Tuesday, November 25, 2008

The bailouts continue

In a previous post I asked if Citigroup could be next and thought they were safe (at the time). Well, it looks like not. Mark Thoma summarizes some thoughts on the Citi bailout - no one likes it.

Fortune ran an article on whether GE Capital and hence GE was safe:

Says Tom Priore, who runs the credit hedge fund ICP Structured Investments: "If you thought AIG was important, GE is many times a multiple of AIG." And now GE's future, like the economy's, looks as if it could tip either way.

... GE is known for seeing changes ahead of time - recognizing early, for example, that it had to go "green" - and responding to them faster and more creatively than the competition. Last year, however, signs began turning up that this admirable pattern wasn't holding at GE Capital. For example, the company had left the home mortgage business in 2000 but reentered it in 2004 when it was flying high, buying a subprime lender called WMC Mortgage from a private equity firm (the price was never announced). Home prices peaked in June 2006, yet it wasn't until a year later, with the subprime crisis on the front page of every newspaper, that GE Capital finally decided to bail out. WMC lost almost $1 billion in 2007 before GE dumped it in December. A Japanese consumer-lending company called Lake was another lousy business, but GE Capital again didn't face the music until it was too late. GE took a $1.2 billion loss on it last year after deciding in September to sell it - but by then consumer credit was deteriorating so fast that unloading it (to Shinsei Bank) took another year.

... Managers thought they were being bold in stress-testing their model against a percentage-point jump in rates, but didn't conceive of a sudden and nearly complete stop to interbank lending, a total absence of buyers for some securitized debt, and investors so panicked they're willing to accept negative interest rates to gain the safety of T-bills.

Last year it bought about $14 billion of them and this year over $1 billion, all at prices in the 30s. Now, just six days after suspending the repurchase program, it was selling $12 billion of shares to the public at about $22. That is, it was buying high and selling low.

Why was it so desperate for cash? The company offers only the blandest reasons for its move, but investors were clearly worried that commercial paper was an important factor. Commercial paper is how corporations borrow for short periods, typically just a few days, for immediate purposes; it's attractive because companies borrow only what they need, and interest rates are low. Lots of firms use commercial paper, frequently just for paying day-to-day bills, but no company uses it anything like GE. GE Capital alone has about $74 billion of commercial paper outstanding; the next largest player, J.P. Morgan, has about $47 billion. GE understood there was risk in relying so heavily on this source of funding but believed it was well prepared for any disruption through access to other sources, such as bank lines of credit.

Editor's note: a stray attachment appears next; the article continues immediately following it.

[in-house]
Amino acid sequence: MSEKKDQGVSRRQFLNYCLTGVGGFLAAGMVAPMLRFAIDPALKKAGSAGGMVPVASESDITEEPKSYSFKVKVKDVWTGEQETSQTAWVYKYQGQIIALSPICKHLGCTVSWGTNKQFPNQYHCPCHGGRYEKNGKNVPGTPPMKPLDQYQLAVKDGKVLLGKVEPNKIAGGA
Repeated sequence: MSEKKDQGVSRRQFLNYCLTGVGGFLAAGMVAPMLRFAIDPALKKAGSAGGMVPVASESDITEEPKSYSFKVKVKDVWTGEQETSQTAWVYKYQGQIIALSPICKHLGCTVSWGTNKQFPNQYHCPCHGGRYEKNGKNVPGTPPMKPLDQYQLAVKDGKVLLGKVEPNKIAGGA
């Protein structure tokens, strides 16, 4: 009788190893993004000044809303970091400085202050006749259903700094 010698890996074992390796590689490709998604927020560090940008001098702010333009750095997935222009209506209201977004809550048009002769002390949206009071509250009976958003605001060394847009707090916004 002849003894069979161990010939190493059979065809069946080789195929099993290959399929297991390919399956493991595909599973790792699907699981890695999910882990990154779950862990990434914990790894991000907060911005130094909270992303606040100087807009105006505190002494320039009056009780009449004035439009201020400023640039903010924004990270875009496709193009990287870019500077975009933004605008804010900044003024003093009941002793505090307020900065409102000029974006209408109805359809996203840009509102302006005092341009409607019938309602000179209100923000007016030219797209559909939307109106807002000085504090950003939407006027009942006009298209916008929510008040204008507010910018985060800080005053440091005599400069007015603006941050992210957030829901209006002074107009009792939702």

On the morning of Oct. 1, the markets swirled with rumors that GE couldn't roll over its commercial paper coming due. Like so much else that has happened in recent weeks, this possibility would have seemed outlandish just a month before; a spokesman insists the company has experienced no such problems. But in light of GE's huge commercial paper obligations and the disruption of global credit markets, the rumors became just barely plausible. That's when the stock suddenly dropped 10%, and the price of GE credit default swaps jumped. Regardless of how realistic the market's fears were, the episode puts the Fed's decision five days later to backstop the commercial paper market in a new light, as a signal of support for the commercial paper market's biggest player.

... the company holds some $53 billion of off-balance-sheet assets that are pieces of securitized debt, some of which are hooked to interest rate swaps with counterparties that are now troubled, such as ABN Amro, owned by Fortis and RBS Group. Individually, none of those is enough to cause a major problem. But investors are justifiably spooked by the poorly understood web of connections interlocking global financial firms, which have caused such havoc over the past month, and they're unsure how GE might ultimately be affected.

Another example: GE Capital says that some of the debt it holds is extra-safe because it's covered by credit insurance. But in today's environment, how reliable are the credit insurers?
Investors worry also because GE Capital oversees one of the world's largest commercial real estate portfolios. Tom Shapiro of GoldenTree InSite Partners, a real estate investment firm, says commercial property values have declined 10% to 20% in some regions and are still falling. In addition, GE's portfolio includes residential-mortgage-backed securities, some with subprime exposure, for which there's virtually no market now. More uncertainty for investors.

Another concern is that the leverage in GE could be much higher than stated. Egan-Jones, an independent rating agency, calculates that GE is levered ten-to-one, a more conservative and higher number than the company's eight-to-one figure. Cofounder Sean Egan believes that, depending on the off-balance-sheet holdings, actual leverage could be still higher. His firm rates the company single-A.

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